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First Department Issues Reminder Regarding Expert Affidavits

January 6, 2012 • Posted By Joseph A. French • Trial Practice

Recently, in the case Cassidy v. Highrise Hoisting, et al., 2011 NY Slip Op 07936, 932 N.Y.S.2d 456 (1st Dep’t 2011), the First Department addressed the issue of expert opinions in regard to summary judgment motions.  The underlying action involved a company which had installed a sidewalk bridge, hoistway and temporary loading dock.  The platform was approximately four to five feet above the ground or about the “height of a trailer truck”.  Near the loading area, there was a removal horizontal pipe railing that was eight feet long.  Plaintiff was a laborer, who while waiting for the hoist to come to the loading dock level, leaned against the dock railing which became dislodged and fell from a vertical post.  He, in turn, fell.  The Court upheld the lower court’s finding that plaintiff’s work was protected by Labor Law §240(1), but found that plaintiff could not recover under Labor Law §241(6).  The Court also noted that plaintiff’s common law Labor Law §200 claims were properly dismissed due to the fact that defendants were not on notice about the railing which, although it had been detached for a delivery, had been improperly re-attached. 

Plaintiff’s submitted an affidavit of a site safety expert.  The Court found that this expert’s affidavit did not create questions of fact warranting denial of summary judgment.  “An expert’s opinion should be disregarded where no authority, treatise, standard, building code, article or other corroborating evidence is cited to support the assertion concerning an alleged deviation from good and accepted industry custom and practice” (cite omitted).  He quoted another case by noting that, “Before a claimed industry standard is accepted by a court as applicable to the facts of the case, the expert must do more than merely assert a personal belief that the claimed industry-wide standard existed at the time the design was put in place” (cite omitted).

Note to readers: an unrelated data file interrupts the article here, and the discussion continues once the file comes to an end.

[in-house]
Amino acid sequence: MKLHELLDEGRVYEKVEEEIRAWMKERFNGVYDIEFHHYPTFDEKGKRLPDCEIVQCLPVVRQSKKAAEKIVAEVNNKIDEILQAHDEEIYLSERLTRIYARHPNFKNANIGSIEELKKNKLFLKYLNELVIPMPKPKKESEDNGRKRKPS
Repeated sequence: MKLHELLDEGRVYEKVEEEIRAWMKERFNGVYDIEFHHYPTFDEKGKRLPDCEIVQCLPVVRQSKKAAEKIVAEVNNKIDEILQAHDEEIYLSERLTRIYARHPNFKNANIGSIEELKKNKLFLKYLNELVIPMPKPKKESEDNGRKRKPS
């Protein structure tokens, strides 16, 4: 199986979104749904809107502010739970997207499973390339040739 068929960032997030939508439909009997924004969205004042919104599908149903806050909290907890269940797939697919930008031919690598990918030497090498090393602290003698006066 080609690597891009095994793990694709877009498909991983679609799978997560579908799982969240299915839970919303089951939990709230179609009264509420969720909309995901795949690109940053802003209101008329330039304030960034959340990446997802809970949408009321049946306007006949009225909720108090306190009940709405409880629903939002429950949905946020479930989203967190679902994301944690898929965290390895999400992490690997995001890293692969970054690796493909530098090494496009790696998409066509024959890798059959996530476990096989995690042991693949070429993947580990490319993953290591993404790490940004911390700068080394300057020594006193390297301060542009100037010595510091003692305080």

For any practitioner, this is sound advice.  Expert affidavits are often wantonly submitted, not only late following the filing of the Note of Issue, which has been ruled improper by many courts considering summary judgment motions, but also without proper support or citations or references to any particular authority, standard or billing code.  Lacking such other “corroborating evidence”, practitioners should highlight this is trying to dismiss the validity of the expert affidavit in opposing the adversary’s motion for summary judgment.  Similarly, of course, the moving party must work with the expert to establish the necessary basis upon which to form the expert opinion and prove that an industry-wide standard did exist at the time of the incident, establish why and how this industry standard came into effect, and why it is applicable to the facts at hand.  To ignore this advise could easily undermine your party’s summary judgment motion or its opposition to one, not to mention effort and money being wasted on same. 

This case was cited in the New York Law Journal, November 15, 2011, p. 25.